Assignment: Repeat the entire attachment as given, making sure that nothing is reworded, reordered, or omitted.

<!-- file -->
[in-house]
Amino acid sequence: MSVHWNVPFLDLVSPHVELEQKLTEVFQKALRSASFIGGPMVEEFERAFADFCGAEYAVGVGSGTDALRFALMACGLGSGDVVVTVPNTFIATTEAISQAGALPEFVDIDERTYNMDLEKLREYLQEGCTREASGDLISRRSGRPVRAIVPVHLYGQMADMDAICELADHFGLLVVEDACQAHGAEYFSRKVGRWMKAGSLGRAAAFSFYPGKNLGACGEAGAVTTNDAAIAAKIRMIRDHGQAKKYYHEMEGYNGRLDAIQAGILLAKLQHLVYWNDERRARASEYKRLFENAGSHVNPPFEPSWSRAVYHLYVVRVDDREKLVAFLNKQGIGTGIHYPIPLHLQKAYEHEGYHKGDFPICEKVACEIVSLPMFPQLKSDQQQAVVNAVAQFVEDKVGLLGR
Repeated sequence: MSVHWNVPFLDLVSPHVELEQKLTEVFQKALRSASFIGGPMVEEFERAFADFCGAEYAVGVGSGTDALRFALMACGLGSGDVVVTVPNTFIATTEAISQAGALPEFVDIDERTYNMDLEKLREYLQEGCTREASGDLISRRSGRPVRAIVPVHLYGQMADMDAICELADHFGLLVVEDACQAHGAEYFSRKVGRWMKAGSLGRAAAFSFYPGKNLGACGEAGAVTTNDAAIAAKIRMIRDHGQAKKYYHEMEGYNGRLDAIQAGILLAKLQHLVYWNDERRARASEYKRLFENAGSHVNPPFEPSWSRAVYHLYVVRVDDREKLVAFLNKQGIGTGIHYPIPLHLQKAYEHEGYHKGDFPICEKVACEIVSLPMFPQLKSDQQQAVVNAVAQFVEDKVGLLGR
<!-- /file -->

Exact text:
[in-house]
Amino acid sequence: MSVHWNVPFLDLVSPHVELEQKLTEVFQKALRSASFIGGPMVEEFERAFADFCGAEYAVGVGSGTDALRFALMACGLGSGDVVVTVPNTFIATTEAISQAGALPEFVDIDERTYNMDLEKLREYLQEGCTREASGDLISRRSGRPVRAIVPVHLYGQMADMDAICELADHFGLLVVEDACQAHGAEYFSRKVGRWMKAGSLGRAAAFSFYPGKNLGACGEAGAVTTNDAAIAAKIRMIRDHGQAKKYYHEMEGYNGRLDAIQAGILLAKLQHLVYWNDERRARASEYKRLFENAGSHVNPPFEPSWSRAVYHLYVVRVDDREKLVAFLNKQGIGTGIHYPIPLHLQKAYEHEGYHKGDFPICEKVACEIVSLPMFPQLKSDQQQAVVNAVAQFVEDKVGLLGR
Repeated sequence: MSVHWNVPFLDLVSPHVELEQKLTEVFQKALRSASFIGGPMVEEFERAFADFCGAEYAVGVGSGTDALRFALMACGLGSGDVVVTVPNTFIATTEAISQAGALPEFVDIDERTYNMDLEKLREYLQEGCTREASGDLISRRSGRPVRAIVPVHLYGQMADMDAICELADHFGLLVVEDACQAHGAEYFSRKVGRWMKAGSLGRAAAFSFYPGKNLGACGEAGAVTTNDAAIAAKIRMIRDHGQAKKYYHEMEGYNGRLDAIQAGILLAKLQHLVYWNDERRARASEYKRLFENAGSHVNPPFEPSWSRAVYHLYVVRVDDREKLVAFLNKQGIGTGIHYPIPLHLQKAYEHEGYHKGDFPICEKVACEIVSLPMFPQLKSDQQQAVVNAVAQFVEDKVGLLGR